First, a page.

A few days after the Mumbai terror attacks, as we attend the funerals and memorial services of friends, family members, colleagues and loved ones, and I sit down to write this, my feelings are a curious mixture of sorrow, anger and complete and utter helplessness.
There’s sorrow for the loss of life, anger about the ease with which our lives have been violated and helplessness about how we can cope with this vicious onslaught that has been unleashed upon us.
Mingled with all that is, of course, fear.
Fear of going to our usual haunts which have proved so vulnerable to terrorist assaults. Fear of what may lie around the next corner as we make our way to work every day. Fear of being attacked in our own homes and our offices. Fear of never ever feeling safe again.
And I suspect that this is how most Indians feel today. It doesn’t matter whether they live in one of the big metros or in small towns. It doesn’t matter if their neighbourhoods have been attacked or not. It doesn’t matter whether they have lost a loved one to terrorist bullets and bombs or not. No matter where we live, all Indians share the sorrow and anguish of Mumbai. And know that it could just as easily have been them mourning the loss of loved one. It could have been them bearing up against an assault on their lives.
But these terror attacks are much more than that. They aren’t just an assault on our lives; they are an assault on our way of life as well.
Of course the terrorists wanted to inflict maximum damage. We are told that they wanted to kill 5,000 people. They had plans to blow up both the Trident and the Taj. They had planted RDX bombs that fortunately were defused by the bomb squad.
But they wanted to do much more than that. Their aim was to scare us out of our wits. They wanted us to feel unsafe and vulnerable for the rest of our lives. They wanted to change the way we live forever.
So, today as we try and recover from the pain and grief of the past week, let’s make one promise to ourselves. We will not let them succeed in that.
They may have killed hundreds of people; they may have destroyed iconic landmarks of Mumbai. But we will not let them destroy our way of life.
We will not be scared of going into movie halls and malls for fear that they may be terrorist targets. We will not forgo eating out in restaurants for fear of being blown up. We will not be afraid of checking into five-star hotels for fear that they may be targeted yet again.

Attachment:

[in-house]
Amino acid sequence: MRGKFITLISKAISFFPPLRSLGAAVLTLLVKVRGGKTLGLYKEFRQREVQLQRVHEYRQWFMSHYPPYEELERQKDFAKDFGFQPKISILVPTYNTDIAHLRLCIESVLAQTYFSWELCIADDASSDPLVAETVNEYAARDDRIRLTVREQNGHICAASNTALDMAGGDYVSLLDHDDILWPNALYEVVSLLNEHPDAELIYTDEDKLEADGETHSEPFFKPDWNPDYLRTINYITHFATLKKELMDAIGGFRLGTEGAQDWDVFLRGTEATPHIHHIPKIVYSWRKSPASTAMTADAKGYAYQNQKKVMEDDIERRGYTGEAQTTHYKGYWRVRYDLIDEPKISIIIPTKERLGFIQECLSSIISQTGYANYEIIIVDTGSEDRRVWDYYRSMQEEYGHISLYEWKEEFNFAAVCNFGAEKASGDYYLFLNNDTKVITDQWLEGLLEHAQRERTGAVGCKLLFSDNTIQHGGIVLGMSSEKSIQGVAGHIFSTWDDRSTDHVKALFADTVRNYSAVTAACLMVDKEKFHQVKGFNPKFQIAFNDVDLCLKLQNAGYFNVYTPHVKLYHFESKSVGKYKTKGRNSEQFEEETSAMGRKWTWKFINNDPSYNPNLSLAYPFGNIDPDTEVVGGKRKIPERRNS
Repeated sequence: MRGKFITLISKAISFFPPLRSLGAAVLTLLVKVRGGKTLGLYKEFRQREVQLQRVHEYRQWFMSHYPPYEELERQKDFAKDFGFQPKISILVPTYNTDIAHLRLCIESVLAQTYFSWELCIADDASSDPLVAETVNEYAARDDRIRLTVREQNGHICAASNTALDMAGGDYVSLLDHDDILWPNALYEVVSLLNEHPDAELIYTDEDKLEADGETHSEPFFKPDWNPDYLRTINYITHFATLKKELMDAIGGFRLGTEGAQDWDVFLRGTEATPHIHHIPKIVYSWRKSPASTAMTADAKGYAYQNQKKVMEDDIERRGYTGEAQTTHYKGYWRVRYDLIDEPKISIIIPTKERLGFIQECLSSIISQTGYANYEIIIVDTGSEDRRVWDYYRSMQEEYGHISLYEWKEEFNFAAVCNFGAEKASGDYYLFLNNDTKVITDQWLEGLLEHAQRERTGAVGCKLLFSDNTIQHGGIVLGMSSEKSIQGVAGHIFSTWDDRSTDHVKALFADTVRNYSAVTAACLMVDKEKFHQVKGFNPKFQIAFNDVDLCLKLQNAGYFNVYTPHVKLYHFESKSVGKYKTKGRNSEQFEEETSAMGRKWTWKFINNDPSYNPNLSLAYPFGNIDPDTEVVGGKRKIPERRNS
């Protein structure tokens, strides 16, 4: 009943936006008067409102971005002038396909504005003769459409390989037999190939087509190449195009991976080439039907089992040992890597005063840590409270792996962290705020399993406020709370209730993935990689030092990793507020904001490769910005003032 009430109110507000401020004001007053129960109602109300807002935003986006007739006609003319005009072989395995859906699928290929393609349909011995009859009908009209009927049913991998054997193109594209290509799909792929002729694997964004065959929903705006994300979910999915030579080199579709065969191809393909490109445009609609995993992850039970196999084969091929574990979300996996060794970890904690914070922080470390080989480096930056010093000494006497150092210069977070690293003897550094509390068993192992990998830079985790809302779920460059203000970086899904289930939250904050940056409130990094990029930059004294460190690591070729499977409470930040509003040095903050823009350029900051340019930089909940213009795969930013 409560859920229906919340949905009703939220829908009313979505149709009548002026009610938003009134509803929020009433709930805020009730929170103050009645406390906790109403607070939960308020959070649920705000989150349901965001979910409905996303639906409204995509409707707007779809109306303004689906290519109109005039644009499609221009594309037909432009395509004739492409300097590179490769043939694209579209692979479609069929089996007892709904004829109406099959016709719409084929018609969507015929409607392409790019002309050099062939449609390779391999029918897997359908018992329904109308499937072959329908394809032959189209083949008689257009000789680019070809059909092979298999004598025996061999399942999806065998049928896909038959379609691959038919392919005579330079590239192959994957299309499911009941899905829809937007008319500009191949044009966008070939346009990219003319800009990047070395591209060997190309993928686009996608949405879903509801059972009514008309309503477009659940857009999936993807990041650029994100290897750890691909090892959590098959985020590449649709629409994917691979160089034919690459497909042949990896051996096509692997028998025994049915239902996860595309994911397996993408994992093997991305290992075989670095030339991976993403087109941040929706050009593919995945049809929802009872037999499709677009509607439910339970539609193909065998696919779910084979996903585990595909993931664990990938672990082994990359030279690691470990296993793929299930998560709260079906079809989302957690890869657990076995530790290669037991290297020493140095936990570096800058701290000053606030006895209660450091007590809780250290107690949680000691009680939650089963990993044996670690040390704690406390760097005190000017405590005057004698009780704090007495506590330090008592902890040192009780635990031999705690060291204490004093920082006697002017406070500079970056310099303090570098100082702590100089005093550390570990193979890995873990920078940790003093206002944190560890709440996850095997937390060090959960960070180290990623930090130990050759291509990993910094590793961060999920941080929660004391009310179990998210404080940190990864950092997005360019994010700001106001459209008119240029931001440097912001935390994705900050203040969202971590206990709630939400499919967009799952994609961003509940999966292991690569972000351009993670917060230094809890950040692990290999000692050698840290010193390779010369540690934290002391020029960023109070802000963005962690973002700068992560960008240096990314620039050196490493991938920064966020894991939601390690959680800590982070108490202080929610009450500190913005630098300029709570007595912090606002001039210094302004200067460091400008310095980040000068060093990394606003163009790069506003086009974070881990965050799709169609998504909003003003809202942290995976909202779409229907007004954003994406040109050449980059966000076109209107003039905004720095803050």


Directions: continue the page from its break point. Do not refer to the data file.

We will not allow the terrorists to dictate the terms of our lives from now on. If we do that, then they have won anyway.
The only way we can overcome our anger, our sorrow, our fear, and yes, our helplessness is if we take some control over our own lives and live them on our own terms. The only way we can stand up to these terrorists is to make it clear that no matter how much damage they inflict they will never ever change us.
So, let’s not cower in fear in our homes. Let’s not look at Indians of other faiths and persuasions with suspicion. Let’s not knock our democracy and ask for authoritarian rule. Instead, let us all take a pledge to live life the way we always have.
I know that things look bleak now. But we are not alone in this battle against terrorism. Britain has suffered from terrorist strikes ever since the days of the IRA and more recently from the 7/7 bombers.
In Israel, suicide bombers blow themselves up in
markets and buses more frequently than you can possibly imagine.
And yet, these countries have managed to preserve their way of life despite being under constant threat. So, how could we as proud Indians possibly do less?
My favourite image of the past week is that of the Leopold Café opening its doors to customers once again, just days after it had been sprayed with bullets. The owner poured out a pint for a customer and announced proudly to the TV cameras recording the moment, “If my shutters had stayed down, they would have won. I will never let them win.”
That’s the spirit that we should try and emulate. Our shutters will not stay down. We will not let them win.